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Tumor Staging

by Richard Mitchell, MD

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    00:01 Okay. That's “Grading” - How does the tumor look down the microscope? “Staging” on the other hand general principles, this takes into account, everything that is known about the patient, not just under the microscope so whether there's metastatic disease.

    00:16 What other parts of the tumor have affected in terms of the original site of origin, that kind of stuff.

    00:24 So, the tumor staging is through a “TNM” system.

    00:29 The “T” stands for tumor size and location and depth of invasion and in these TNM systems, it's also unique for every tumor type.

    00:39 So, lung cancer has a different TNM system, than does prostate cancer, than does breast cancer, than does brain cancer, so, we've developed a different TNM system for them all and again, don't expect you to memorize those, but to be aware of those, because they impact prognosis and therapy.

    00:57 So, “T” in the TNM system stands for tumor size location depth of invasion.

    01:02 “N” stands for lymph node involvement, whether it's positive or not and the total lymph nodes that are involved.

    01:08 So, the T grade can be for example, T1 to T4 depending on the size and location and depth of invasion.

    01:17 The nodal involvement can be N0, no nodes, N1, one node, N2 more than one node.

    01:26 So, again the staging here depends on the particular TNM system in the particular tissue.

    01:33 And “M” is whether there are distant metastasis present or absence.

    01:38 For every distinct tumor type, that TNM value, is translated to a stage 1-4.

    01:44 And as I said before, every single one of these TNMs, varies from tumor type and tissue.

    01:51 So, the long TNM system is different than the prostate, is different than the breast etc.

    01:58 The important thing about this staging system, which also, sometimes incorporates the grade as well, it allows patients to be categorized into high risk, medium risk, low risk for bad outcome.

    02:11 And that will tell us whether to be very aggressive with their therapy or whether we can be a little bit more laissez faire about that.

    02:19 Okay. So, when you become oncologist, you will learn this system for your specialty tumor.

    02:26 Right now, just be aware that that's how grading and staging works.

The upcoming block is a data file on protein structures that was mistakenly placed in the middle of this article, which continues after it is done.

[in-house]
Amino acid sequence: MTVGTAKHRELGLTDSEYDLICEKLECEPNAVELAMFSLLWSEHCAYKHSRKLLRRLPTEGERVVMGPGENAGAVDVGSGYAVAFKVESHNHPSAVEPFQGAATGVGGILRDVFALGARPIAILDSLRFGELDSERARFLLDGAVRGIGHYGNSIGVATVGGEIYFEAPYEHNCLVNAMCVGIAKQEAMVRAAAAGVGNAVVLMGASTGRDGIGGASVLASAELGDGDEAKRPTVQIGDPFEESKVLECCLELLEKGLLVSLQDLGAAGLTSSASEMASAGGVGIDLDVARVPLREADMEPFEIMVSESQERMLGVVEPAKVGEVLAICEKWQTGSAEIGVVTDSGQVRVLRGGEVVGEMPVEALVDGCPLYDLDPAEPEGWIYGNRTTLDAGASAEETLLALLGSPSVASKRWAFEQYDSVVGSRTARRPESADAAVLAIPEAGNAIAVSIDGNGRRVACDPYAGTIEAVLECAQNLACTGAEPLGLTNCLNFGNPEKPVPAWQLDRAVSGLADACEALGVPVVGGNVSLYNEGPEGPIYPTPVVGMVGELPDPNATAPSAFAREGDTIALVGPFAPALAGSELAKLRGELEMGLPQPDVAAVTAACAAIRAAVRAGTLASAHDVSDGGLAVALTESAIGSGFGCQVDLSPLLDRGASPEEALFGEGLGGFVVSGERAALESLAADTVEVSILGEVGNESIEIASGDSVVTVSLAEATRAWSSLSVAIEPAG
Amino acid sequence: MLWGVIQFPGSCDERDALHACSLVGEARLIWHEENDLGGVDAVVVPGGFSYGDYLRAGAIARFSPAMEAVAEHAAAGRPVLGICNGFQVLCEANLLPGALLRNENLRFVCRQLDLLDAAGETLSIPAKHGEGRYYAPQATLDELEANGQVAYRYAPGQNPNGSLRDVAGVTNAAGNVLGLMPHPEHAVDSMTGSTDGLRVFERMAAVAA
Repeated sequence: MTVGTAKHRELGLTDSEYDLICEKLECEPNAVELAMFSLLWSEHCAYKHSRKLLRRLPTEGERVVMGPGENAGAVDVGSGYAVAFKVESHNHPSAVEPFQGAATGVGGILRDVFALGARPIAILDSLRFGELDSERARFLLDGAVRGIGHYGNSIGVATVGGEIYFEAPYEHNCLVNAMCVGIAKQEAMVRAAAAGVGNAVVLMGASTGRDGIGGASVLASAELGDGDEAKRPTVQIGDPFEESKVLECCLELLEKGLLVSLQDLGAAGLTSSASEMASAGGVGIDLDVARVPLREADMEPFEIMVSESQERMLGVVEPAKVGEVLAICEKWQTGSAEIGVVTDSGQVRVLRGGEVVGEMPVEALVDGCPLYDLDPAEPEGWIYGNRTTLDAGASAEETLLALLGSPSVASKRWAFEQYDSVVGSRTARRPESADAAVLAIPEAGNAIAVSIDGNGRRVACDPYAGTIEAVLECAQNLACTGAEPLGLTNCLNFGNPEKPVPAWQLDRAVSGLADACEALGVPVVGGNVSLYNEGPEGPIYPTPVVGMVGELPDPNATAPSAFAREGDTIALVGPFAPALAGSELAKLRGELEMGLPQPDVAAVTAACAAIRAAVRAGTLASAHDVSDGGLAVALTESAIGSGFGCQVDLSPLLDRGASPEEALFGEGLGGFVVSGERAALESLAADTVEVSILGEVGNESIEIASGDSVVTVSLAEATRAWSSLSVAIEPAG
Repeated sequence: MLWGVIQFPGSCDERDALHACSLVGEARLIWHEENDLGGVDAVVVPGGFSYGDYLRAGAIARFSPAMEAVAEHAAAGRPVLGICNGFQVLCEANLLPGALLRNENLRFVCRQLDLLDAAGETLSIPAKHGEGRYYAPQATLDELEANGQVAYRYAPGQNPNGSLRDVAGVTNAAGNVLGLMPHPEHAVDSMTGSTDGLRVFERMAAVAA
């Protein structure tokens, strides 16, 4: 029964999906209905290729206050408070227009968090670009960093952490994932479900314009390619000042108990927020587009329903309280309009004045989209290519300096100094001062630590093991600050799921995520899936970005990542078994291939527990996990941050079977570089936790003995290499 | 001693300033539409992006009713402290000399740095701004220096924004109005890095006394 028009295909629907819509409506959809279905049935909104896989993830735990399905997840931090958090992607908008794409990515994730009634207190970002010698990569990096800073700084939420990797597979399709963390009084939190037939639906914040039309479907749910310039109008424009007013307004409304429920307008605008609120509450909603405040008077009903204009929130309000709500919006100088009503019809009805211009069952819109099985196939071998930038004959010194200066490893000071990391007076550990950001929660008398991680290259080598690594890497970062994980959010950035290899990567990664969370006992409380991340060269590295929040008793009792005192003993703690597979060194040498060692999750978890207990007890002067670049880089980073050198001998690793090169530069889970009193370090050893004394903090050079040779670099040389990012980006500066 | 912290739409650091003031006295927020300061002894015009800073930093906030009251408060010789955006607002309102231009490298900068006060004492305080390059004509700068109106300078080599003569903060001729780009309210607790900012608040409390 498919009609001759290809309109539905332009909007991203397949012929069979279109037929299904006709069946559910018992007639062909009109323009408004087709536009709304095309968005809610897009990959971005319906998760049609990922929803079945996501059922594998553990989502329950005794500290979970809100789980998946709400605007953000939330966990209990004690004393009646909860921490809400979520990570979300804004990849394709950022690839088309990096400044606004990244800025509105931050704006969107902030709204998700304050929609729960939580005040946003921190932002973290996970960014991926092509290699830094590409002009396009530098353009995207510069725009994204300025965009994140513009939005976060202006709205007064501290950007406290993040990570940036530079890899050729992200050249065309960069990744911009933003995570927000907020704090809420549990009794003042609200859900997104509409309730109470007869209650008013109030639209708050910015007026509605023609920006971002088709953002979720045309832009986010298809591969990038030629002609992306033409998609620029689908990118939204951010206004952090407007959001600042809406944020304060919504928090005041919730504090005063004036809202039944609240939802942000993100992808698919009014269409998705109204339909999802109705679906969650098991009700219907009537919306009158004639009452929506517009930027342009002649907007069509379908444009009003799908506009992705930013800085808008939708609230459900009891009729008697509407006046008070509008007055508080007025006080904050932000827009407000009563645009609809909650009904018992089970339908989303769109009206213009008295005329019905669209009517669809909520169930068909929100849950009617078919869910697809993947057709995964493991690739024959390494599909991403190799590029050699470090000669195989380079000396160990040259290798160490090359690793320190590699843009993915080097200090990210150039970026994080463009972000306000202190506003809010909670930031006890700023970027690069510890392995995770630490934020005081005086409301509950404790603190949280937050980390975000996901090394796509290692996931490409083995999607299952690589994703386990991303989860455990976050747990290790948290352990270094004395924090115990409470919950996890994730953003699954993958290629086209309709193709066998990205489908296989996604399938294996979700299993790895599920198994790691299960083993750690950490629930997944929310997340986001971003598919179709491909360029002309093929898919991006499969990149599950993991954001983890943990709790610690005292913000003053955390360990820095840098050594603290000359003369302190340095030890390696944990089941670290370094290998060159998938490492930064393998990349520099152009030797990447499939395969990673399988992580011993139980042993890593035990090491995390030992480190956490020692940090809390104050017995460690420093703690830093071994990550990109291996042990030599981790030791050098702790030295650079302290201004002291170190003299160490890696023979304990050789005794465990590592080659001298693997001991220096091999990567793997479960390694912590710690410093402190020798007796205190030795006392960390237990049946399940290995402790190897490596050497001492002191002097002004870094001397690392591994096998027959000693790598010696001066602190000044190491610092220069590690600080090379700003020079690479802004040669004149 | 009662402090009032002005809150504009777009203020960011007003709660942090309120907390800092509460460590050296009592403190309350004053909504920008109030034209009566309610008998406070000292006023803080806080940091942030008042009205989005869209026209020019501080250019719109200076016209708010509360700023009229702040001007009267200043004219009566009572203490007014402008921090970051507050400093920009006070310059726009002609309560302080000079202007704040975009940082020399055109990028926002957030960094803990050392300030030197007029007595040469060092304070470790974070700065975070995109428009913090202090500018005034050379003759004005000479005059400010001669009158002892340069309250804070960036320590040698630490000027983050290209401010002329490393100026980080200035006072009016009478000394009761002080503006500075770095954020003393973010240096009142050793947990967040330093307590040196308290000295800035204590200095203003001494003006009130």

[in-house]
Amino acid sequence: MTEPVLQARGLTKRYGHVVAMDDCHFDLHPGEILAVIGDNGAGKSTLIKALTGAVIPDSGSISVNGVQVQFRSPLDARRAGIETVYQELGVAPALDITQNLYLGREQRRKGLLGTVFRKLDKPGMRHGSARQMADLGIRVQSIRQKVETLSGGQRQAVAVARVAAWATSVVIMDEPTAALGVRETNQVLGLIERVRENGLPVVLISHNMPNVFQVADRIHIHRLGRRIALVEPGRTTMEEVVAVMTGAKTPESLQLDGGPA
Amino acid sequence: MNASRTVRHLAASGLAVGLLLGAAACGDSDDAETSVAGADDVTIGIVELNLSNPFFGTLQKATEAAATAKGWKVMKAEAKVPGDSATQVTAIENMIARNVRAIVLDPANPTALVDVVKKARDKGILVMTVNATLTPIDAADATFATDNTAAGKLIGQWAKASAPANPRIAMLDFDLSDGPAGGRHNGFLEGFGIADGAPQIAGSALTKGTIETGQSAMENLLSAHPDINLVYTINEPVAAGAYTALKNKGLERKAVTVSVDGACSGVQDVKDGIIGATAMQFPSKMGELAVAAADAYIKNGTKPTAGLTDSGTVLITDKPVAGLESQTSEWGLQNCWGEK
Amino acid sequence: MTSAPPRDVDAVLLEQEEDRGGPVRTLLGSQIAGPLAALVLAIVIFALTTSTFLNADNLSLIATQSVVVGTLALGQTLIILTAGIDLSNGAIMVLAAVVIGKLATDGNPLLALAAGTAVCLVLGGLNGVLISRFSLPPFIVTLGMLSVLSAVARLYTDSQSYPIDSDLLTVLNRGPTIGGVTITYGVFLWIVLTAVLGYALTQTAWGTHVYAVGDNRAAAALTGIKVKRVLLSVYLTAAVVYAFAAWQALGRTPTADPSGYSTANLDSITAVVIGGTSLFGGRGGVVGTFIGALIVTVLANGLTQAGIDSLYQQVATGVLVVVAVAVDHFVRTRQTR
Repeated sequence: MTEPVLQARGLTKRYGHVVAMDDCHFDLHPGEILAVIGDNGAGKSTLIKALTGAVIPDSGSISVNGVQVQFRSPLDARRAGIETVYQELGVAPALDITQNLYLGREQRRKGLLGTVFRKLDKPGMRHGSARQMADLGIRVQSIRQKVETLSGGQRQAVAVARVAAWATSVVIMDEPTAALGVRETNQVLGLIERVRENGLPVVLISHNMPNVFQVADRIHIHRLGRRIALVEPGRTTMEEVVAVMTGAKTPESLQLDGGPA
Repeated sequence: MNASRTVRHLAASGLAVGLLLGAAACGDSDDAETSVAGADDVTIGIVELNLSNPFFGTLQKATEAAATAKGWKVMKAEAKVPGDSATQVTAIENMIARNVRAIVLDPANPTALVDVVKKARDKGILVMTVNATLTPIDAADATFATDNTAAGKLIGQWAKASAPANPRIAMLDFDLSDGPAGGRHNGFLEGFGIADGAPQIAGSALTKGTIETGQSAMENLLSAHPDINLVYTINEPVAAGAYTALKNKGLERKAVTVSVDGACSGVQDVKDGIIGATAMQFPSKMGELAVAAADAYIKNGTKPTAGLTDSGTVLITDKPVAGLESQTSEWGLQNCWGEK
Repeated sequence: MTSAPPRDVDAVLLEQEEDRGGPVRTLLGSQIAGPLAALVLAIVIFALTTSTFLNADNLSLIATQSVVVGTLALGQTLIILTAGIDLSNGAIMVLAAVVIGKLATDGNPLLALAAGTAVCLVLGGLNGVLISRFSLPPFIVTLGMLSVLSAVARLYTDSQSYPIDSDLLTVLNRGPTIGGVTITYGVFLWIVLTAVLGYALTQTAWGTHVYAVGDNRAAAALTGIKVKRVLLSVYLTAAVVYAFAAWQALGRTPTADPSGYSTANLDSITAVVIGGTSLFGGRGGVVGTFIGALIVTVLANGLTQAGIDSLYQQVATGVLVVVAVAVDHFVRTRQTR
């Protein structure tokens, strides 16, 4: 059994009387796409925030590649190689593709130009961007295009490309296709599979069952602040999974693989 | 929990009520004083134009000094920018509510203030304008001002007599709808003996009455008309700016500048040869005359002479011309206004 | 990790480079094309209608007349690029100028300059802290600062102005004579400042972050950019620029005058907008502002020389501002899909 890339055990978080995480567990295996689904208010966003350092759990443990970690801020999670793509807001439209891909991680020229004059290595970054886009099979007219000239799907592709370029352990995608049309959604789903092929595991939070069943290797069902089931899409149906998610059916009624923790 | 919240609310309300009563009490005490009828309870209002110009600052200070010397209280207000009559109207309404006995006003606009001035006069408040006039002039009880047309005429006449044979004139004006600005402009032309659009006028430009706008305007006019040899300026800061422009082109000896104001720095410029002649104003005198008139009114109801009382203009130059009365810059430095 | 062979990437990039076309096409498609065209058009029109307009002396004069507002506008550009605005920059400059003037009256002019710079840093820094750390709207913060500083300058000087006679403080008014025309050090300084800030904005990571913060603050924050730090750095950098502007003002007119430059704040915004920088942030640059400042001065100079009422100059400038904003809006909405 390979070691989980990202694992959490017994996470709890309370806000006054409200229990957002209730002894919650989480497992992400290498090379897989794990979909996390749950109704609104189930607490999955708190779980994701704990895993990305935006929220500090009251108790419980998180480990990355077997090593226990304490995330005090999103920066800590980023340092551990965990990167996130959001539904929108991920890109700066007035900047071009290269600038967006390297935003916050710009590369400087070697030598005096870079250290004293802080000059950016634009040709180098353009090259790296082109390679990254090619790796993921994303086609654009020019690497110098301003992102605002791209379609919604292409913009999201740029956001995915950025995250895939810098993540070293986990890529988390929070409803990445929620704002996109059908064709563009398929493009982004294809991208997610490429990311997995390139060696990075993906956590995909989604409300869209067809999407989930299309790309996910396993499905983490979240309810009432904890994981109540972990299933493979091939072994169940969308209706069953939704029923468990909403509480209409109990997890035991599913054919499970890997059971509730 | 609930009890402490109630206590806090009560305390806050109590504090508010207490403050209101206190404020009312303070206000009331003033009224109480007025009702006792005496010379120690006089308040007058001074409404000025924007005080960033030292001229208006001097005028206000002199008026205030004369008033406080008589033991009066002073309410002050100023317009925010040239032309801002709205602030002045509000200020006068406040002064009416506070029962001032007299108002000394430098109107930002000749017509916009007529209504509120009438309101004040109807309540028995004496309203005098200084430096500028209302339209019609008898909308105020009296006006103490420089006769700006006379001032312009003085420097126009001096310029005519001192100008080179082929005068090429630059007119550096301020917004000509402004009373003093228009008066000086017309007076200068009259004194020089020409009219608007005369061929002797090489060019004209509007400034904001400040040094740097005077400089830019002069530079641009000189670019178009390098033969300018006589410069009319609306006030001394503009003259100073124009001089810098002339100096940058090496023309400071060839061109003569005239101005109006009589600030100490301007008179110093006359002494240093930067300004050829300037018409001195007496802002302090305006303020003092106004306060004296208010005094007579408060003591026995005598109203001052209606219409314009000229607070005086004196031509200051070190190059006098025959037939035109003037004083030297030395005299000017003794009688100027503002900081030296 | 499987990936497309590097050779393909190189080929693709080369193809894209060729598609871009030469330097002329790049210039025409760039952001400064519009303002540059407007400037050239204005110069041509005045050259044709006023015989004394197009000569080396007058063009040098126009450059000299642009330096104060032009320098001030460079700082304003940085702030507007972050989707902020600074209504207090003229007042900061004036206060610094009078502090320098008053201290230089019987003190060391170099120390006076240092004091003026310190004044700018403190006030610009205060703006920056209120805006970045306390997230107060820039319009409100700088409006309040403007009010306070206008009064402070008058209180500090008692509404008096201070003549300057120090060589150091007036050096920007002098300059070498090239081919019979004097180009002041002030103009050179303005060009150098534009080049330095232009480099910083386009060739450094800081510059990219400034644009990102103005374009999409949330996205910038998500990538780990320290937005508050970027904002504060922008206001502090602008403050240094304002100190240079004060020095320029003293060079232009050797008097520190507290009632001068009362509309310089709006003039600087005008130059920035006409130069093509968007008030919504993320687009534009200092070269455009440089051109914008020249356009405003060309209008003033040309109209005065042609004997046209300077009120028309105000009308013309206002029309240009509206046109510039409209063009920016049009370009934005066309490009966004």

02:31 Let's think for a minute now about staging, just a good example is colorectal cancer staging and on this image, we're looking down the barrel of this colon, we have the lumen, we have the mucosa where cancers are going to originate, we have the submucosa, we have the muscularis propria, and we have the serosal outer lining.

    02:54 If a tumor is reasonably small and is it's constrained to either, the epithelium or minimally invasive into the submucosa, then it's a stage one tumor.

    03:06 If it is more deeply invasive into the muscularis propria, then it's a stage two tumor.

    03:12 If it goes all the way through the muscularis mucosa and into the serosal surface, this is a stage three tumor, and a stage four tumor, will have lymph node metastasis.

    03:25 So, that's kind of gives you a general sense of how we would do staging, say in colon cancer.

    03:31 Why do we care about all this? I’ve already kind of mentioned it.

    03:35 What stage you are at the time of your diagnosis, will tell you and your oncologist your survival likelihood and how aggressive you should be in therapy.

    03:48 So, stage 0, is actually carcinoma in situ, in colon cancer staging, it doesn't invade beyond the basement membrane and stage 1, stage 2, stage 3, and stage 4, are what you see in the different colors and you can see that if you're stage 4 disease with colon cancer, you have a very poor prognosis.

    04:10 In fact, about half of the patients with that will be dead within 10 months, pretty amazing.

    04:16 So, that says in that population based on the staging characteristics, I’m going to be really hyper-aggressive, if I’m going to try to treat and help that patient.

    04:25 Stage 3 disease in comparison, has about a 50% mortality at more like three years, okay and then stage 2, stage 1, stage 0, etc.

    04:36 So, this allows us to stratify risk, stratify prognosis and stratify potentially therapy and with that, we've kind of covered grading and staging.


    About the Lecture

    The lecture Tumor Staging by Richard Mitchell, MD is from the course Surgical Pathology of Tumors.


    Included Quiz Questions

    1. A system to evaluate the size of a tumor, lymph node involvement, and the presence of metastasis
    2. A system that evaluates tumor appearance under a microscope
    3. A system that evaluates tumor size because it is the most important parameter
    4. A system to determine treatment and prognosis, which is convenient because it is the same for all tumors
    5. A system that is essentially the same as tumor grading but provides more prognostic information
    1. Tumor stage
    2. Tumor grade
    3. Tumor cell differentiation
    4. Tumor location
    5. Tumor type

    Author of lecture Tumor Staging

     Richard Mitchell, MD

    Richard Mitchell, MD


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